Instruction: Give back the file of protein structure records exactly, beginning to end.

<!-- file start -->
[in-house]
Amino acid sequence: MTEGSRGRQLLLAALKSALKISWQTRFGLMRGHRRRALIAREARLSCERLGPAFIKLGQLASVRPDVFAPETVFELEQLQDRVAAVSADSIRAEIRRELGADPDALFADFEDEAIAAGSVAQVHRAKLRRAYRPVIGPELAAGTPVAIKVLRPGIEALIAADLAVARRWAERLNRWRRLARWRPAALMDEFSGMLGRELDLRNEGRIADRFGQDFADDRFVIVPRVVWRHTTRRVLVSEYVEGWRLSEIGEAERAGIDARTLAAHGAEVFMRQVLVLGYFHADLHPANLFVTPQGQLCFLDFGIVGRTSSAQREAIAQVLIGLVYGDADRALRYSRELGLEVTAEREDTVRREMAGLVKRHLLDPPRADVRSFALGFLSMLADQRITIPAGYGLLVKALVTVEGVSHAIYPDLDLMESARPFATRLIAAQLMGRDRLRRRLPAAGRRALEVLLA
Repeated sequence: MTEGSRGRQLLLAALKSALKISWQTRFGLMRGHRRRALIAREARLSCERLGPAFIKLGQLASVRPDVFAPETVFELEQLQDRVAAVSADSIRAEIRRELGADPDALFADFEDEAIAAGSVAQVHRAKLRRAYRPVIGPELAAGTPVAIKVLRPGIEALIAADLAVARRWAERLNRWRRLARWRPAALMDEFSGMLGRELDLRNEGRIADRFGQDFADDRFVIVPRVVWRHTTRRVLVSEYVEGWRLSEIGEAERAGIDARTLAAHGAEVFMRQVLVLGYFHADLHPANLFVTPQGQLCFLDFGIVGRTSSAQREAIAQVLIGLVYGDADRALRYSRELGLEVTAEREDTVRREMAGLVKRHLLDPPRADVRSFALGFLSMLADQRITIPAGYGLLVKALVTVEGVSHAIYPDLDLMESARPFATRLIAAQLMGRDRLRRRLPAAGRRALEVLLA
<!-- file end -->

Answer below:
[in-house]
Amino acid sequence: MTEGSRGRQLLLAALKSALKISWQTRFGLMRGHRRRALIAREARLSCERLGPAFIKLGQLASVRPDVFAPETVFELEQLQDRVAAVSADSIRAEIRRELGADPDALFADFEDEAIAAGSVAQVHRAKLRRAYRPVIGPELAAGTPVAIKVLRPGIEALIAADLAVARRWAERLNRWRRLARWRPAALMDEFSGMLGRELDLRNEGRIADRFGQDFADDRFVIVPRVVWRHTTRRVLVSEYVEGWRLSEIGEAERAGIDARTLAAHGAEVFMRQVLVLGYFHADLHPANLFVTPQGQLCFLDFGIVGRTSSAQREAIAQVLIGLVYGDADRALRYSRELGLEVTAEREDTVRREMAGLVKRHLLDPPRADVRSFALGFLSMLADQRITIPAGYGLLVKALVTVEGVSHAIYPDLDLMESARPFATRLIAAQLMGRDRLRRRLPAAGRRALEVLLA
Repeated sequence: MTEGSRGRQLLLAALKSALKISWQTRFGLMRGHRRRALIAREARLSCERLGPAFIKLGQLASVRPDVFAPETVFELEQLQDRVAAVSADSIRAEIRRELGADPDALFADFEDEAIAAGSVAQVHRAKLRRAYRPVIGPELAAGTPVAIKVLRPGIEALIAADLAVARRWAERLNRWRRLARWRPAALMDEFSGMLGRELDLRNEGRIADRFGQDFADDRFVIVPRVVWRHTTRRVLVSEYVEGWRLSEIGEAERAGIDARTLAAHGAEVFMRQVLVLGYFHADLHPANLFVTPQGQLCFLDFGIVGRTSSAQREAIAQVLIGLVYGDADRALRYSRELGLEVTAEREDTVRREMAGLVKRHLLDPPRADVRSFALGFLSMLADQRITIPAGYGLLVKALVTVEGVSHAIYPDLDLMESARPFATRLIAAQLMGRDRLRRRLPAAGRRALEVLLA